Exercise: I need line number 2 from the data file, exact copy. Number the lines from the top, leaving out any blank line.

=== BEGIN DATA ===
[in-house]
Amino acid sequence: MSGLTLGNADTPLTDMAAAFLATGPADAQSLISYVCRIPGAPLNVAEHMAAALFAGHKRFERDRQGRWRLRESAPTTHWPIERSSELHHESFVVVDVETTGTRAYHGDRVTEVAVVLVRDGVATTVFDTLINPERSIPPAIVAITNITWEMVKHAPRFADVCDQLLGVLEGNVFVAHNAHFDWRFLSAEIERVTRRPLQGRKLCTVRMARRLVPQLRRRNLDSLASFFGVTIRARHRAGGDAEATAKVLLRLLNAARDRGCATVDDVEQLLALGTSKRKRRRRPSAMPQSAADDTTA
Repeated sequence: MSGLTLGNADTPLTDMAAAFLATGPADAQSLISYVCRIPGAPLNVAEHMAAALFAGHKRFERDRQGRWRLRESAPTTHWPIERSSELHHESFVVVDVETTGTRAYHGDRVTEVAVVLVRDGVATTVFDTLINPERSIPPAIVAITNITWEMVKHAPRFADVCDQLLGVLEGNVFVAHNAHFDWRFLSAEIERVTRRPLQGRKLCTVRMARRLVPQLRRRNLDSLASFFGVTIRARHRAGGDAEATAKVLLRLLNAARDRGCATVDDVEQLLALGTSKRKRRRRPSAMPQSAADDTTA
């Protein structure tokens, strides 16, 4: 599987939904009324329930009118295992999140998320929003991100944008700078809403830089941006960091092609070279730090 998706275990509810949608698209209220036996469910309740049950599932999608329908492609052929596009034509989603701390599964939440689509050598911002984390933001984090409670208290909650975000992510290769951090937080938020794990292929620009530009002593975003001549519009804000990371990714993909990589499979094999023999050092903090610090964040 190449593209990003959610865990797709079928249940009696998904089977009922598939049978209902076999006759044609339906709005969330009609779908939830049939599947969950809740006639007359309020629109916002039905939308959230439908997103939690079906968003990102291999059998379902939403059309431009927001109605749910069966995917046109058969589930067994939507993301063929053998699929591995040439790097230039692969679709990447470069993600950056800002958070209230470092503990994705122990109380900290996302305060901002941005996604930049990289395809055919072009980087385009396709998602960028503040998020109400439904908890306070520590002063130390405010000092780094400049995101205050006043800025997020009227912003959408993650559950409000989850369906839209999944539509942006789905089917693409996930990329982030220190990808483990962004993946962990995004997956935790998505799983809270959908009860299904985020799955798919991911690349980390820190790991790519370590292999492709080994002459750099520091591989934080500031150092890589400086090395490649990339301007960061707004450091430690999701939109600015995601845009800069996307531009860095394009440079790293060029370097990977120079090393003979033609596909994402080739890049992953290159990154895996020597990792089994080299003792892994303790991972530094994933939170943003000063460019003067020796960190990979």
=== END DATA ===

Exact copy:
Amino acid sequence: MSGLTLGNADTPLTDMAAAFLATGPADAQSLISYVCRIPGAPLNVAEHMAAALFAGHKRFERDRQGRWRLRESAPTTHWPIERSSELHHESFVVVDVETTGTRAYHGDRVTEVAVVLVRDGVATTVFDTLINPERSIPPAIVAITNITWEMVKHAPRFADVCDQLLGVLEGNVFVAHNAHFDWRFLSAEIERVTRRPLQGRKLCTVRMARRLVPQLRRRNLDSLASFFGVTIRARHRAGGDAEATAKVLLRLLNAARDRGCATVDDVEQLLALGTSKRKRRRRPSAMPQSAADDTTA